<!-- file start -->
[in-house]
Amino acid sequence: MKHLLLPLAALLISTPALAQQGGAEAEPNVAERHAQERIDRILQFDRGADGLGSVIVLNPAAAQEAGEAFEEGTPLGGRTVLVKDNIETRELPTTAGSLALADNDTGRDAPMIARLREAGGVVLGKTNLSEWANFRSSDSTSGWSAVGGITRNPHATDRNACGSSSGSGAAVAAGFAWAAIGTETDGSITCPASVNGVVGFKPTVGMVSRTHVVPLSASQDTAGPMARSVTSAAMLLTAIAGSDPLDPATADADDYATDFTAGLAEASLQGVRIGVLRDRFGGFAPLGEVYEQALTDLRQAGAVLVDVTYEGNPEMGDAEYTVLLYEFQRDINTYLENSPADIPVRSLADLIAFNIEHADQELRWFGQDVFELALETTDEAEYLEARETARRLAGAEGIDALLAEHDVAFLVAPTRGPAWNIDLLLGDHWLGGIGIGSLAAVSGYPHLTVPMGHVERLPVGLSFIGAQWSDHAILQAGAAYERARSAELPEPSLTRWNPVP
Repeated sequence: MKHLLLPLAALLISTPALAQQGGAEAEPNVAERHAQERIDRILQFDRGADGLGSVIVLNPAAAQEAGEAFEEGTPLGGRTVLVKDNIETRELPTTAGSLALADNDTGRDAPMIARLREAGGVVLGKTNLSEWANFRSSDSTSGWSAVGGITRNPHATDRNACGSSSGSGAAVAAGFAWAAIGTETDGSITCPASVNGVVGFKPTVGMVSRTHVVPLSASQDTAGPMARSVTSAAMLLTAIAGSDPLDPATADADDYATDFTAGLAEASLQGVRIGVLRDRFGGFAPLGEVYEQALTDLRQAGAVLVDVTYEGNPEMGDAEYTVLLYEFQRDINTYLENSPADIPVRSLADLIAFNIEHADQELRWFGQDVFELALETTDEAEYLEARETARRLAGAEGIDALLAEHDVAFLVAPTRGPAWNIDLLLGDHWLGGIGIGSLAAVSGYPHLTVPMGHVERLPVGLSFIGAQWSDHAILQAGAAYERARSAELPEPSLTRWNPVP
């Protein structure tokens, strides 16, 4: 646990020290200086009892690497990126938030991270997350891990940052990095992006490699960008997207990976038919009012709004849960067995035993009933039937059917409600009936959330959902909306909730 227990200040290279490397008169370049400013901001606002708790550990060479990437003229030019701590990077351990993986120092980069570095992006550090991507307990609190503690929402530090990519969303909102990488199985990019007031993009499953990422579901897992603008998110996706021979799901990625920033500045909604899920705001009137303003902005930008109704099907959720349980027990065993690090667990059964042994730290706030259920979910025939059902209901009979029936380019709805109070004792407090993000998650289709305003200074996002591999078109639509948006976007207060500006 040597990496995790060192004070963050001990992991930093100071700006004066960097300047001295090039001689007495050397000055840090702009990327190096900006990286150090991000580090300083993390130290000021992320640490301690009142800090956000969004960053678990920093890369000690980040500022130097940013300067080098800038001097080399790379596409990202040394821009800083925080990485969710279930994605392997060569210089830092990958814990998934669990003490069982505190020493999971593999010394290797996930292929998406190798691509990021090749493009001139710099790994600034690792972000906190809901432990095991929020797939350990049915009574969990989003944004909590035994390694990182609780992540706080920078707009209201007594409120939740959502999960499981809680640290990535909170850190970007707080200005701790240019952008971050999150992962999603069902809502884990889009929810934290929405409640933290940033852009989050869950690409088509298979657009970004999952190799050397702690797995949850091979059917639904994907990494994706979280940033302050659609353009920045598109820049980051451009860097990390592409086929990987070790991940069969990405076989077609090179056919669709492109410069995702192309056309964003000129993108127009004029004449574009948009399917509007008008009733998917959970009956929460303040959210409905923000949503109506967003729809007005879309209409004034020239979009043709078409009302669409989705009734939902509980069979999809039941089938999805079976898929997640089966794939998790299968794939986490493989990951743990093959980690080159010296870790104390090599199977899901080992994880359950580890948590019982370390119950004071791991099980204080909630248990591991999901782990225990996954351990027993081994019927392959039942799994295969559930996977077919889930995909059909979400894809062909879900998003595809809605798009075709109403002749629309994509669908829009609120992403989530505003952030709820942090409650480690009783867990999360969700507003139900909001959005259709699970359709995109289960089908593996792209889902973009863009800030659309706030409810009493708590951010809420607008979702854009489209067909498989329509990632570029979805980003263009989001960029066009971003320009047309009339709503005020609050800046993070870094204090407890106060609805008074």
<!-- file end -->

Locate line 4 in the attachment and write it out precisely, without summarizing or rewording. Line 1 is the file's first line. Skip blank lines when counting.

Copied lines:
């Protein structure tokens, strides 16, 4: 646990020290200086009892690497990126938030991270997350891990940052990095992006490699960008997207990976038919009012709004849960067995035993009933039937059917409600009936959330959902909306909730 227990200040290279490397008169370049400013901001606002708790550990060479990437003229030019701590990077351990993986120092980069570095992006550090991507307990609190503690929402530090990519969303909102990488199985990019007031993009499953990422579901897992603008998110996706021979799901990625920033500045909604899920705001009137303003902005930008109704099907959720349980027990065993690090667990059964042994730290706030259920979910025939059902209901009979029936380019709805109070004792407090993000998650289709305003200074996002591999078109639509948006976007207060500006 040597990496995790060192004070963050001990992991930093100071700006004066960097300047001295090039001689007495050397000055840090702009990327190096900006990286150090991000580090300083993390130290000021992320640490301690009142800090956000969004960053678990920093890369000690980040500022130097940013300067080098800038001097080399790379596409990202040394821009800083925080990485969710279930994605392997060569210089830092990958814990998934669990003490069982505190020493999971593999010394290797996930292929998406190798691509990021090749493009001139710099790994600034690792972000906190809901432990095991929020797939350990049915009574969990989003944004909590035994390694990182609780992540706080920078707009209201007594409120939740959502999960499981809680640290990535909170850190970007707080200005701790240019952008971050999150992962999603069902809502884990889009929810934290929405409640933290940033852009989050869950690409088509298979657009970004999952190799050397702690797995949850091979059917639904994907990494994706979280940033302050659609353009920045598109820049980051451009860097990390592409086929990987070790991940069969990405076989077609090179056919669709492109410069995702192309056309964003000129993108127009004029004449574009948009399917509007008008009733998917959970009956929460303040959210409905923000949503109506967003729809007005879309209409004034020239979009043709078409009302669409989705009734939902509980069979999809039941089938999805079976898929997640089966794939998790299968794939986490493989990951743990093959980690080159010296870790104390090599199977899901080992994880359950580890948590019982370390119950004071791991099980204080909630248990591991999901782990225990996954351990027993081994019927392959039942799994295969559930996977077919889930995909059909979400894809062909879900998003595809809605798009075709109403002749629309994509669908829009609120992403989530505003952030709820942090409650480690009783867990999360969700507003139900909001959005259709699970359709995109289960089908593996792209889902973009863009800030659309706030409810009493708590951010809420607008979702854009489209067909498989329509990632570029979805980003263009989001960029066009971003320009047309009339709503005020609050800046993070870094204090407890106060609805008074």